Loss of significance

Loss of significance is an undesirable effect in calculations using finite-precision arithmetic such as floating-point arithmetic. It occurs when an operation on two numbers increases relative error substantially more than it increases absolute error, for example in subtracting two nearly equal numbers (known as catastrophic cancellation). The effect is that the number of significant digits in the result is reduced unacceptably. Ways to avoid this effect are studied in numerical analysis.

The effect can be demonstrated with decimal numbers. The following example demonstrates catastrophic cancellation for a decimal floating-point data type with 10 significant digits:

A floating-point representation of this number on a machine that keeps 10 floating-point digits would be

which is fairly close when measuring the error as a percentage of the value. It is very different when measured in order of precision. The value 'x' is accurate to 10×10−19, while the value 'y' is only accurate to 10×10−10.

However, on the 10-digit floating-point machine, the calculation yields

In both cases the result is accurate to same order of magnitude as the inputs (−20 and −10 respectively). In the second case, the answer seems to have one significant digit, which would amount to loss of significance. However, in computer floating-point arithmetic, all operations can be viewed as being performed on antilogarithms, for which the rules for significant figures indicate that the number of significant figures remains the same as the smallest number of significant figures in the mantissas. The way to indicate this and represent the answer to 10 significant figures is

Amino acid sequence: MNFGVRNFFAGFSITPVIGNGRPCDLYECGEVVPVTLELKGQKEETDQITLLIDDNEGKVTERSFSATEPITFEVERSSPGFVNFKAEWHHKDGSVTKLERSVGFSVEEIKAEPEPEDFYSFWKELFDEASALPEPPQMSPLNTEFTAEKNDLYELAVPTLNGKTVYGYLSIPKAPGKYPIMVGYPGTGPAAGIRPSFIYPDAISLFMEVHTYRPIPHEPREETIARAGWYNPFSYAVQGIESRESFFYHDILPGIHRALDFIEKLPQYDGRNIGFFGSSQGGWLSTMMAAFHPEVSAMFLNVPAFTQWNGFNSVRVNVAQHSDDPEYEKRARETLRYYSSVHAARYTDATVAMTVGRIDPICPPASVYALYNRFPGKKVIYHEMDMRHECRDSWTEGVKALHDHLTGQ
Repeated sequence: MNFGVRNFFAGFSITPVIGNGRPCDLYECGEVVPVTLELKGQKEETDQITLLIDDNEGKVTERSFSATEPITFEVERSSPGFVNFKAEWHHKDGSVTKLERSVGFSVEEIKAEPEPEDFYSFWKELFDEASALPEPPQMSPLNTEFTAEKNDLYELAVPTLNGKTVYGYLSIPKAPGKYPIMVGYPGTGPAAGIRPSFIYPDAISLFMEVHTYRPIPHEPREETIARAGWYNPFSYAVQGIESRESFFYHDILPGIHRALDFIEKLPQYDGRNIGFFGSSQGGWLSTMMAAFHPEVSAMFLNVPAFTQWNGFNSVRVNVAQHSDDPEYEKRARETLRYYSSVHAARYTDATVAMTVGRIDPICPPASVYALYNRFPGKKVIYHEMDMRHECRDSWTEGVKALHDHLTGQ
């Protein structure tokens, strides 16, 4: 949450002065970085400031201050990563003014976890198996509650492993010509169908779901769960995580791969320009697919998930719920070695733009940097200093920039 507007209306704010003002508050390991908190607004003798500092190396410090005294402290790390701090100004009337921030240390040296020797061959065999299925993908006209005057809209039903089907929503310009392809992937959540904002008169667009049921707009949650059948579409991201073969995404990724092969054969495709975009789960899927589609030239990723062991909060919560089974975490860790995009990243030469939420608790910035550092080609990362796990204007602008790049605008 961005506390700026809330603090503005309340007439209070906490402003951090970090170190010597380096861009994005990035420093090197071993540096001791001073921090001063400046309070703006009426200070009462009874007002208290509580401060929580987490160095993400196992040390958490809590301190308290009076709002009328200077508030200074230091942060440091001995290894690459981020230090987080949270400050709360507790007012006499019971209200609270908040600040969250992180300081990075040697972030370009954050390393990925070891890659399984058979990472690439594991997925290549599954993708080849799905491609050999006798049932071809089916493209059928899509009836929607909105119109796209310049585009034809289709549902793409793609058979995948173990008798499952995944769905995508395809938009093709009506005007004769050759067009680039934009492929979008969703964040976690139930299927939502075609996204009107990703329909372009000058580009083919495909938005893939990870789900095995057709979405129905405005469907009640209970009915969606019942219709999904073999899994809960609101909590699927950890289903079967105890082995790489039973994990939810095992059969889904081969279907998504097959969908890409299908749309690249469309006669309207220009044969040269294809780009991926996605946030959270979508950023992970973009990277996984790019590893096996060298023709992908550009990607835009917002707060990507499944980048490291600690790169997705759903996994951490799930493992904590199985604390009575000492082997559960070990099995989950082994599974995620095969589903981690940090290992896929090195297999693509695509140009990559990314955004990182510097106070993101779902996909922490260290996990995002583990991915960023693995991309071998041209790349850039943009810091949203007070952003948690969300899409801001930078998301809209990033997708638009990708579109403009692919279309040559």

It is possible to do computations using an exact fractional representation of rational numbers and keep all significant digits, but this is often prohibitively slower than floating-point arithmetic.

One of the most important parts of numerical analysis is to avoid or minimize loss of significance in calculations. If the underlying problem is well-posed, there should be a stable algorithm for solving it.

Sometimes clever algebra tricks can change an expression into a form that circumvents the problem. One such trick is to use the well-known equation

Notice that the solution of greater magnitude is accurate to ten digits, but the first nonzero digit of the solution of lesser magnitude is wrong.

Because of the subtraction that occurs in the quadratic equation, it does not constitute a stable algorithm to calculate the two roots.

A careful floating-point computer implementation combines several strategies to produce a robust result. Assuming that the discriminant b2 − 4ac is positive, and b is nonzero, the computation would be as follows:[1]

Using the standard quadratic formula and maintaining 16 significant digits at each step, the standard quadratic formula yields

To illustrate this, consider the following quadratic equation, adapted from Kahan (2004):[2]

which are both false after the 8th significant digit. This is despite the fact that superficially, the problem seems to require only 11 significant digits of accuracy for its solution.